Quick Pick: Would You Rather Spend Your Life Homeless with Your Soulmate, or Rich Married to a Cheating Scoundrel?

by Leslie Morgan Steiner

 

My kids play an enthralling game called Quick Pick. It goes like this: take two awful, completely exclusionary choices, and in three seconds pick one. The spark lies in instantaneous evaluation of two nasty and permanent life lines.

 

Such as:

 

Would you rather work smelling people’s armpits for a deodorant company, or cleaning port-o-potties?

 

Would you rather kill your best friend or marry your worst enemy?

 

And the age-old: Would you rather be brilliant and ugly, or utterly stupid but beautiful?

 

A recent New York Times sidebar by Pamela Paul reminded me of this unpleasantly stimulating game. Research from Cornell University, captured in a new book “The Effect of Relative Income Disparity on Infidelity for Men and Women,” indicates that men who are economically dependent on their female partners are more likely to cheat. The study, presented in August at the 105th Annual Meeting of the American Sociological Association, looked at 18-28 year old heterosexuals married or co-habitating for at least one year. Men who were completely dependent upon a female partner’s income were five times more likely to cheat. Men who far out earned their wives were ALSO far more likely to cheat (think Tiger Woods). The so-called “Safety Zone” where men are least likely to cheat comes when women earn about 75% of what their men do.

 

Now I don’t know about you, but I’ve spent far more time and effort in my life educating myself, earning money, unraveling my self-destructive tendencies, and trying to improve my economic state than I have dissecting why men cheat. My first boyfriend, an absolutely lovely, brilliant, passionate guy who loved me dearly and found me sexually irresistible, was a serial cheater. Harsh news for a 15-year-old girl, but I took the lesson about male infidelity as precious as gold: some men cheat, others do not.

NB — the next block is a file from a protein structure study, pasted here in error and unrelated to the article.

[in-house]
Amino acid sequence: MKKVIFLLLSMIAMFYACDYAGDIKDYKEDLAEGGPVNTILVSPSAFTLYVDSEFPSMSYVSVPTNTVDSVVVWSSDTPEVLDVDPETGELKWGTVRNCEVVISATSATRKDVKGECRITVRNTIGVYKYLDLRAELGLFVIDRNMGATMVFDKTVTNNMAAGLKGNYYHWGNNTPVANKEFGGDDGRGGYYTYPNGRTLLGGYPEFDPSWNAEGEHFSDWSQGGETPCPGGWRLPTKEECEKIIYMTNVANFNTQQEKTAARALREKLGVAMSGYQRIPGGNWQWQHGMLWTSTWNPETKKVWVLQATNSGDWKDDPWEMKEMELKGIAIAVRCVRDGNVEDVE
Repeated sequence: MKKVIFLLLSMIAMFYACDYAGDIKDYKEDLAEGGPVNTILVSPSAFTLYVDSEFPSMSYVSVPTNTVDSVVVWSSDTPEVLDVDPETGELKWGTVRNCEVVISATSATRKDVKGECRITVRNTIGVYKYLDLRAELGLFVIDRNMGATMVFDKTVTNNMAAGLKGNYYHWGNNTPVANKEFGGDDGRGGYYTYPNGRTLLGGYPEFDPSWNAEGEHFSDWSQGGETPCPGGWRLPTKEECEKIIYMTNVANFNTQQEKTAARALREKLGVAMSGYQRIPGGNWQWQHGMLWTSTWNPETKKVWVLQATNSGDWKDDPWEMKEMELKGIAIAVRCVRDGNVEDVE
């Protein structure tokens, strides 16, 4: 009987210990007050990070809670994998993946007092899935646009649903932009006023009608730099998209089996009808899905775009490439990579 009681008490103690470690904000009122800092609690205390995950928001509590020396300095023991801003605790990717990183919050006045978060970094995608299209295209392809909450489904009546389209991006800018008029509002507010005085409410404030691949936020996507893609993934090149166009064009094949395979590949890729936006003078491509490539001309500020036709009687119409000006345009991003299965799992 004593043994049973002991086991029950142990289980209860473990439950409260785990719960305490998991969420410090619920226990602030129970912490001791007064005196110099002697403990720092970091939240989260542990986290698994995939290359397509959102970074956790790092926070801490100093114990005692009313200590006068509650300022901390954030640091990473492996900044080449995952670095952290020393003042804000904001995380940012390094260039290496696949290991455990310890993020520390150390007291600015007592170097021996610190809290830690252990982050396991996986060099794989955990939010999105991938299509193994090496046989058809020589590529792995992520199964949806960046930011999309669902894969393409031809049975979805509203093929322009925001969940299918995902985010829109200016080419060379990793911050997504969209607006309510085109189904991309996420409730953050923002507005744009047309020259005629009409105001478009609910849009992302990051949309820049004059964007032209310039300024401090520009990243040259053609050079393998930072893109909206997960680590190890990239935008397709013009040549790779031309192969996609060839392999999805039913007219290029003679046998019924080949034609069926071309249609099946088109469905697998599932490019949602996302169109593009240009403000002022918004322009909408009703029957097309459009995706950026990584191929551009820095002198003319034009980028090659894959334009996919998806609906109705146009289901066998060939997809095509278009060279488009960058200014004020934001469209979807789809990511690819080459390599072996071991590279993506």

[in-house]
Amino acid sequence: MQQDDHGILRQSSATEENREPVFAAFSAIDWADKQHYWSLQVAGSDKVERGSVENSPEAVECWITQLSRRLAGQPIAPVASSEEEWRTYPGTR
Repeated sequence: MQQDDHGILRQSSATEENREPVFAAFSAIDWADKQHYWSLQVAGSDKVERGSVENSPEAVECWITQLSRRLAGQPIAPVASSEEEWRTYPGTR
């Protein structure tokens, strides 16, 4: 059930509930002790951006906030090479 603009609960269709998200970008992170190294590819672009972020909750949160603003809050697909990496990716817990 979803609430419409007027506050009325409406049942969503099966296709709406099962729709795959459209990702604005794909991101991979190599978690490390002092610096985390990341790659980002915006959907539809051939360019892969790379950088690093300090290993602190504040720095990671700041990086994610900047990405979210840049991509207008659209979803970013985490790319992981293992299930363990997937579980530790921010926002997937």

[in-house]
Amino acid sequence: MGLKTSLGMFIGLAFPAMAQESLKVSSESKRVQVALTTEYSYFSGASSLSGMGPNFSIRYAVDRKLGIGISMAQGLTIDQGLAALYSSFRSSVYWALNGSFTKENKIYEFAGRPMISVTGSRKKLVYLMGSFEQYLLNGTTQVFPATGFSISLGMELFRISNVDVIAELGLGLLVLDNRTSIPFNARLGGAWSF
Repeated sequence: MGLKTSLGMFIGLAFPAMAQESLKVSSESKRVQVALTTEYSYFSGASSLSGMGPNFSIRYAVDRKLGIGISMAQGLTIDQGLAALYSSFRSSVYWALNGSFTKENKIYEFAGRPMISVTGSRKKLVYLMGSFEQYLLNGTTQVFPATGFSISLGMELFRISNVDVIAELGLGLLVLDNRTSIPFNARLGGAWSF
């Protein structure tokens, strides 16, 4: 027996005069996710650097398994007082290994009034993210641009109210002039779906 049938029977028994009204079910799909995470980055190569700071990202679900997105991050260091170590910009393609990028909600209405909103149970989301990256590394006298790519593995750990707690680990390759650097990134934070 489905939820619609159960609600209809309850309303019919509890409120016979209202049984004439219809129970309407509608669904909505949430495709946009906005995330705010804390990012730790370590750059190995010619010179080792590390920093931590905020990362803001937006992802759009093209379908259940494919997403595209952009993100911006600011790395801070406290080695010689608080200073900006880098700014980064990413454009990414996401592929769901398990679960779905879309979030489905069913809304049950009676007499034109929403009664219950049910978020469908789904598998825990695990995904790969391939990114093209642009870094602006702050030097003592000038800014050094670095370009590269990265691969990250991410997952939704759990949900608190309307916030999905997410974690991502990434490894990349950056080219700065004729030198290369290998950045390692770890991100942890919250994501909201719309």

I prefer the latter.

 

Over the decades, I’ve observed (from afar) many relationships that involved male infidelity. Bedrock knowledge: cheating has nothing to do with women, how much weight we gain after having kids, or whether we wear socks to bed. You can’t manipulate someone into staying faithful, no matter how much lingerie you wear, perfume you purchase, or text messages you monitor. Cheating has to do with the cheater, not the cheatee.

 

kmayer
10.07.10

Show me the money, and I'll show that dirtbag the door. No way, no how. And am raising my daughters and son to think the same. They'll have great lives, if all goes well, and surround themselves with friends and lovers who appreciate and value their company and not just their wallets.

KMayer
http://returntoworkmom.blogspot.com/

mealmommy
10.07.10

Thank you so much for this, it made me laugh! I make nearly three times as much money as my soon-to-be-ex-husband and I discovered last January that he was cheating on me. He claimed it was because of me, as your "bedrock knowledge" suggests. He never liked that I made more than him and tried to control anything else that he could. All I wanted was someone to love me faithfully, how much money he makes doesn't matter.